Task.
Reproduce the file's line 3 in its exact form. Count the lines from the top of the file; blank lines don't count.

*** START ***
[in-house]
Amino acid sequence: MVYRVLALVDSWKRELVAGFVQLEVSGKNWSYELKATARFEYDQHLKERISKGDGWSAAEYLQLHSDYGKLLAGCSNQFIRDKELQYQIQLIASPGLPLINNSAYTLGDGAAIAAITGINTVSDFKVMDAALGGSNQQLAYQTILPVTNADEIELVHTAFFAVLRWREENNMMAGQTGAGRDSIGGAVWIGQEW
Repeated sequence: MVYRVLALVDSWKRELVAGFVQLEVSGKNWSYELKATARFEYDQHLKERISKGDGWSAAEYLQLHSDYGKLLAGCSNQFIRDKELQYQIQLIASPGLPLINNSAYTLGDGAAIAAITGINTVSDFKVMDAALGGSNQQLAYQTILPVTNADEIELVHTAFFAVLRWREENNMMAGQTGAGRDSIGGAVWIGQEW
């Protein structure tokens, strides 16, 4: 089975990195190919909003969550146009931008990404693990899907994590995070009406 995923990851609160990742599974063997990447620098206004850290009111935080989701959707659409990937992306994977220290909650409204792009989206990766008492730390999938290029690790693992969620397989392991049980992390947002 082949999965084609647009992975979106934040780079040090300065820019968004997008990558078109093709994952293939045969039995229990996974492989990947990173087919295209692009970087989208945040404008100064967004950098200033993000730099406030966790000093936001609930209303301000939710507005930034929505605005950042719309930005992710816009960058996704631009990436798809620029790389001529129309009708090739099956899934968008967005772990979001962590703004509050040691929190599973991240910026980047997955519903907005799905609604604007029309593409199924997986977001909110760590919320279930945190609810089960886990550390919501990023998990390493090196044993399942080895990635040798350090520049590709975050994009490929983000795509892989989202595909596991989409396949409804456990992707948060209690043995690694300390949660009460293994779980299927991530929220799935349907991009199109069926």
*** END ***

Repeated sequence: MVYRVLALVDSWKRELVAGFVQLEVSGKNWSYELKATARFEYDQHLKERISKGDGWSAAEYLQLHSDYGKLLAGCSNQFIRDKELQYQIQLIASPGLPLINNSAYTLGDGAAIAAITGINTVSDFKVMDAALGGSNQQLAYQTILPVTNADEIELVHTAFFAVLRWREENNMMAGQTGAGRDSIGGAVWIGQEW